23 "Çiller: Köyünüze dönün" ("Çiller says, `Return to your Villages'"), Cumhuriyet, Istanbul, July 16, 1995; "Devletin Göç Açmaz2," ("Government's Dilemma on Migration,") Cumhuriyet, July 16, 1995. The Turkish Prime Minister also promised roughly twenty trillion Turkish lira of development aid for the region (U.S. $426 million).

24 "GáneydoTMu ile ilgili ciddi bir ad2m yok," ("No Serious Steps Connected With the Southeast,") Cumhuriyet, August 11, 1995, p. 5.

25 "Güneydo-u Onar2m2 a-2r aksak gidiyor" (The Southeast Restoration Project is Limping Along Badly,") Yeni Yázy2l, (Istanbul), August 25, 1995, p. 5.

26 "Tunceli Bosna'ya Benziyorm," ("Tunceli looks like Bosnia,") Cumhuriyet, August 13, 1995, p. 1.

27 UTMur Ôefkat, "450 kÅy tekrar yerleÕime aç2l2yor," ("450 villages to be Opened for Habitation,") Yeni Yázy2l, (Istanbul), October 9, 1995. The Turkish general staff would still have to give its final approval for a return to any of these villages.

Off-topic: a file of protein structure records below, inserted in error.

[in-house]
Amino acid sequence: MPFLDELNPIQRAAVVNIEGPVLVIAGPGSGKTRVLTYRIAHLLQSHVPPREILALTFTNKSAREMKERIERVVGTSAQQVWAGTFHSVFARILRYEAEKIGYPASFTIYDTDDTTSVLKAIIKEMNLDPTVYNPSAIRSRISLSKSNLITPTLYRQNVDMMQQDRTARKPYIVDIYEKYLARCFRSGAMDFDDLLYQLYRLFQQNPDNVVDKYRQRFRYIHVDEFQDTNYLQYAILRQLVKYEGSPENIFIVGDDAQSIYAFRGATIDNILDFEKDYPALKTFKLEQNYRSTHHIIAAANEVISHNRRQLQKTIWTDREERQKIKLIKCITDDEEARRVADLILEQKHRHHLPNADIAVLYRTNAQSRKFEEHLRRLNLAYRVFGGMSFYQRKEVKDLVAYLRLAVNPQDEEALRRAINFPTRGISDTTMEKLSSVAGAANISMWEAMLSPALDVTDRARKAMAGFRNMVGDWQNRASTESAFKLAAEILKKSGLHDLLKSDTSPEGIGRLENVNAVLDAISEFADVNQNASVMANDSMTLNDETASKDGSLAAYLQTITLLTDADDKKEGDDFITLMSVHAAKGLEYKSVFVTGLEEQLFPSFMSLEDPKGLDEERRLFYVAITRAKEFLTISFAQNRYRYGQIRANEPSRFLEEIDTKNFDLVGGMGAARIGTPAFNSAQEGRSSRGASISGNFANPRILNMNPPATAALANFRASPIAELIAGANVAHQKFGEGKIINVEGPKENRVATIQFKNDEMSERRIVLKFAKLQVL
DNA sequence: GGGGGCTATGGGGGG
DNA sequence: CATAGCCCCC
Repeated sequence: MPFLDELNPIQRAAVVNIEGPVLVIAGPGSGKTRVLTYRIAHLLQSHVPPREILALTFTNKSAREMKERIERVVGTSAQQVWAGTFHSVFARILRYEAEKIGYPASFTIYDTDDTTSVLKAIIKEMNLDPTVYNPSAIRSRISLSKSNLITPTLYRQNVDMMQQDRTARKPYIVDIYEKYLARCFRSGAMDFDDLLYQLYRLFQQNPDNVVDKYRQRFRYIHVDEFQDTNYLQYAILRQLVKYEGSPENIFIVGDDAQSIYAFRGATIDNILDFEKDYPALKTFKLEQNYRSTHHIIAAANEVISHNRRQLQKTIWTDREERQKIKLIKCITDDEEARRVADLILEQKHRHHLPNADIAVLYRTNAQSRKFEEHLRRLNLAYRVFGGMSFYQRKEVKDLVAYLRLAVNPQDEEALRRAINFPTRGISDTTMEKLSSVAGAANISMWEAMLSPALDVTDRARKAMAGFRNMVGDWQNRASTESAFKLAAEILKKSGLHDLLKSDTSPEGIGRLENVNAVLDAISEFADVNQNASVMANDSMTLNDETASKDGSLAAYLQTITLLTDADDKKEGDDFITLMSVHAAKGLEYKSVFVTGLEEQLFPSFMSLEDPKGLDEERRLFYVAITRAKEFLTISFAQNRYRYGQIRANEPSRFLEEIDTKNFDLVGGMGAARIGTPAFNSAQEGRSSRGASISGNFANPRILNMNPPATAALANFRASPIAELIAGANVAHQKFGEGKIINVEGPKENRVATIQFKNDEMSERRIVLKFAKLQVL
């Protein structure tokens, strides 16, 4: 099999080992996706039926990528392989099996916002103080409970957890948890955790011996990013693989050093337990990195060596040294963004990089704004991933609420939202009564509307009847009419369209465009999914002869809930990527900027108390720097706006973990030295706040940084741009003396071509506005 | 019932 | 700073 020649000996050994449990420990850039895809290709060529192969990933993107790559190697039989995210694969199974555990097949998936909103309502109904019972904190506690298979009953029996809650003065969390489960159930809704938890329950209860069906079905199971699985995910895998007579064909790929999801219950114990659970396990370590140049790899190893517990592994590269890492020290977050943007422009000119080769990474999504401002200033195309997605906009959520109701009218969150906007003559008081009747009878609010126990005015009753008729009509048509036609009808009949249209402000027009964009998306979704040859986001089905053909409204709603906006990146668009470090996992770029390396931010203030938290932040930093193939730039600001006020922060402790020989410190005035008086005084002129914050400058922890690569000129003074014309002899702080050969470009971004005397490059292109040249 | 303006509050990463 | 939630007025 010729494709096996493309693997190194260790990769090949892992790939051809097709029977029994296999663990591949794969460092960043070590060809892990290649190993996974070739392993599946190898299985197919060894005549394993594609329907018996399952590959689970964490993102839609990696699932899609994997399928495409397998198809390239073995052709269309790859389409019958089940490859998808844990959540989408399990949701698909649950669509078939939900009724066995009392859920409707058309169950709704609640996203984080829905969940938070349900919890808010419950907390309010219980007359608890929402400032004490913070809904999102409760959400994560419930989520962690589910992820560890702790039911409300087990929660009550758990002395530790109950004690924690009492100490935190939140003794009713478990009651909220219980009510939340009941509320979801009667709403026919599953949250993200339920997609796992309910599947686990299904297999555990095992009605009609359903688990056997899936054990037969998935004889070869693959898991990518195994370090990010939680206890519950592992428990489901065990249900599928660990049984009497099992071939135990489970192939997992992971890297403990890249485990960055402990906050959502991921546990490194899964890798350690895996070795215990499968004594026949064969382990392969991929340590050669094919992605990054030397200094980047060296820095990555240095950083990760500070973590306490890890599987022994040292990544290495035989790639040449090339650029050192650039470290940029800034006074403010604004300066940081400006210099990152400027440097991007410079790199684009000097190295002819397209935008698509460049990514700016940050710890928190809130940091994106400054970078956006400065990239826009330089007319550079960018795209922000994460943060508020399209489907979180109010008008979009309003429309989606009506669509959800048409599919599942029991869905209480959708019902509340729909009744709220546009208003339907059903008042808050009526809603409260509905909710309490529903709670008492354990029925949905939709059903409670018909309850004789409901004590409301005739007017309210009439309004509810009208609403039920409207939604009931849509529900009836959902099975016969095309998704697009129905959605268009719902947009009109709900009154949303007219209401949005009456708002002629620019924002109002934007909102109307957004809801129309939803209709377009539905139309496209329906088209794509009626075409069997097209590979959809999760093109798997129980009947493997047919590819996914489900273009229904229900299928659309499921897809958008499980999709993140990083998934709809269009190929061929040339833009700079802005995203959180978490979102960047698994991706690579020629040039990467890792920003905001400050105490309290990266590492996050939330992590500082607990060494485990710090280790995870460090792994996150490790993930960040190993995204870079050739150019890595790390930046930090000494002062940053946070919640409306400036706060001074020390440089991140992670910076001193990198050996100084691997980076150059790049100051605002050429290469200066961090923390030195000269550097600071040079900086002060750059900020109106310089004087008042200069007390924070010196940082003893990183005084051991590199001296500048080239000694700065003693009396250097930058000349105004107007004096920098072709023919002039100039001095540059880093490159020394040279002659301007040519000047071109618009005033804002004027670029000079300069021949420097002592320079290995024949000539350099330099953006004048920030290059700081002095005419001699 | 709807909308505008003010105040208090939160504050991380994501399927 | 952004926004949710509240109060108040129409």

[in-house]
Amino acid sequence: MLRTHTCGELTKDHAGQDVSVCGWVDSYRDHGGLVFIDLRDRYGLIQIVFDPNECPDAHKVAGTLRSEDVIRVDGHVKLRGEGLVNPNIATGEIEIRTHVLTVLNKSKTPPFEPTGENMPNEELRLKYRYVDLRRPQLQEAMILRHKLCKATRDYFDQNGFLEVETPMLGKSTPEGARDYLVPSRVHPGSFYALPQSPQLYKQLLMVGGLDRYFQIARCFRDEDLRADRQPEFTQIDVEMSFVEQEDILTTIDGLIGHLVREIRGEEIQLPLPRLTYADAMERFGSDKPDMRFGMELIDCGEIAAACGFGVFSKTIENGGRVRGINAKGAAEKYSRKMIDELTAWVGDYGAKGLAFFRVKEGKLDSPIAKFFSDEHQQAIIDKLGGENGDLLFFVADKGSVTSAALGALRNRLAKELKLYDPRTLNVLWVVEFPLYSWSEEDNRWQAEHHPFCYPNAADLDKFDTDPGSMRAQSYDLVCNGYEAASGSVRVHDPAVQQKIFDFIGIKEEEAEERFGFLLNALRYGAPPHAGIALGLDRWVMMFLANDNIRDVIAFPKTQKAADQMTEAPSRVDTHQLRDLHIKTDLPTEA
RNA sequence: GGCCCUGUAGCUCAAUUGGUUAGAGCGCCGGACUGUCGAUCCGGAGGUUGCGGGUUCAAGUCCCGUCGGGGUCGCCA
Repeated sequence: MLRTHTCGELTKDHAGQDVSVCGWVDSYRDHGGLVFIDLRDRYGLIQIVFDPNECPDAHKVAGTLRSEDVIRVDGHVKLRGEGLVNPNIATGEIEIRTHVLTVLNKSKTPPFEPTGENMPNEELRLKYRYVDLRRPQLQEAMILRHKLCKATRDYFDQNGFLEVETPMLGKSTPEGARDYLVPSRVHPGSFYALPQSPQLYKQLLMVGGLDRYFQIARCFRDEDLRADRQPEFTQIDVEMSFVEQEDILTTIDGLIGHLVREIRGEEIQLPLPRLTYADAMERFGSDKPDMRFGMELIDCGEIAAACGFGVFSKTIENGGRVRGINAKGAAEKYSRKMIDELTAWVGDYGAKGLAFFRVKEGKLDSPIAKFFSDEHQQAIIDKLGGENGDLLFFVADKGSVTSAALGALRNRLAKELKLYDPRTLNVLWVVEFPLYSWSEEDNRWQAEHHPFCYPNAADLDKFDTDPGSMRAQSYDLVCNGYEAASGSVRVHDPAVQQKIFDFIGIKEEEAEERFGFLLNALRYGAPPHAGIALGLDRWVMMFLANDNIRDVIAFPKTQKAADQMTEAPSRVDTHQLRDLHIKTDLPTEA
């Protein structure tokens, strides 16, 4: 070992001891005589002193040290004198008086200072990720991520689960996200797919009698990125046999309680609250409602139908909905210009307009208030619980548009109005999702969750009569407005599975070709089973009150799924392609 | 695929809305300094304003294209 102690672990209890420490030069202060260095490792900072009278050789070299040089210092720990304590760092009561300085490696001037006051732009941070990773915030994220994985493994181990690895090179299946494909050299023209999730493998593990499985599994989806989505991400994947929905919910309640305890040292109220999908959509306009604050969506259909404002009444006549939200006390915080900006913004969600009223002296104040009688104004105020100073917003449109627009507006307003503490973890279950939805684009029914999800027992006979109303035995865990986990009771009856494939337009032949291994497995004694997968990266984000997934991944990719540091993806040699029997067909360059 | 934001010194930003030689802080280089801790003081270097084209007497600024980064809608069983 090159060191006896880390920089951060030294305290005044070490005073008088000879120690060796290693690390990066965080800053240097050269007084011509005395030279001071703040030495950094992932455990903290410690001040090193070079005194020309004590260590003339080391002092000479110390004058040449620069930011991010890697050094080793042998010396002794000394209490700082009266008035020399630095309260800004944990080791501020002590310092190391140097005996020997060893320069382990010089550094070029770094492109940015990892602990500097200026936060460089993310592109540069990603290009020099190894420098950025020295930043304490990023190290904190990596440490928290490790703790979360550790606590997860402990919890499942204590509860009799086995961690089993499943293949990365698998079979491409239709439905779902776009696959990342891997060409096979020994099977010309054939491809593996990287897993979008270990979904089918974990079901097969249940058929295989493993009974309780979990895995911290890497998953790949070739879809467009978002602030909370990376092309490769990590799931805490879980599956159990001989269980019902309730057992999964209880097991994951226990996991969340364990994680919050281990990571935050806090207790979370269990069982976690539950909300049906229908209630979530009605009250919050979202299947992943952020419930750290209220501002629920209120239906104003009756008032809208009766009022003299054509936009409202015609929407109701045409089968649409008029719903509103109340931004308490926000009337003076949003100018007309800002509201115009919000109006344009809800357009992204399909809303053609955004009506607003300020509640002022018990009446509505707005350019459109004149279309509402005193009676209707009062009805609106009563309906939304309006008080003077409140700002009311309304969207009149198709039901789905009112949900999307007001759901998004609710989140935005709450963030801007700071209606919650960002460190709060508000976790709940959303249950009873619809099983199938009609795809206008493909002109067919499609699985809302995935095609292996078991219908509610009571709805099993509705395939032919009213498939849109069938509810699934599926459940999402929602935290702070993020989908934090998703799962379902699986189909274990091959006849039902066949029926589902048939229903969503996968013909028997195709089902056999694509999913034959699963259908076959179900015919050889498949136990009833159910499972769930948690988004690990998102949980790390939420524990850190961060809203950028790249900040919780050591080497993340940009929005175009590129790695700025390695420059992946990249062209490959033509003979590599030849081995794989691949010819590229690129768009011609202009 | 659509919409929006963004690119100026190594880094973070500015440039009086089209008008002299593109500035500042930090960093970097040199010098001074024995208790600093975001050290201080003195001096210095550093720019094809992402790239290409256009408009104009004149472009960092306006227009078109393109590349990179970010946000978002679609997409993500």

28 "GÅç projesi Rafta," ("Migration Project Shelved,") Cumhuriyet, October 2, 1995.

29 Ibid.

30 Ôebnem Güngör, "Köye DönüÕ Sab2rs2zl2k," ("Impatient to Return to the Village"), Yeni Yüzy2l, November 14, 1995.

31 Oya Ayman Büber, "Köye DönüÕ projesi Fiyasko," ("Return to the Village Scheme a Fiasco,") Yeni Yázy2l, April 16, 1996, p. 5.

32 Human Rights Foundation of Turkey, Daily Report, May 28, 1996.

33 "G.DoTMu'ya bar2Õ paket" ("Peace Package for the Southeast,") Cumhuriyet, January 13, 1994.

34 "ànal Erkan, Çiller'e kara tablo çizdi: Güneydo-u'da halk çal2 gÅlgesinde yaÕ2yor," ("ànal Erkan paints a black picture for Çiller: People in the Southeast are Living under Trees,") Cumhuriyet, August 11, 1994, p. 5.

35 "Guneydo-u 1.7 trilyonluk kaynak" ("Funding of 1.7 trillion Lira for the Southeast,") Cumhuriyet, Istanbul, August 25, 1994, p. 5

36 Bálent Sar2oTMlu, "GáneydoTMulu `aç2z' diye baTM2rd2," ("The People of the Southeast Shouted, `We are Hungry,'") Cumhuriyet, Istanbul, August 18, 1994.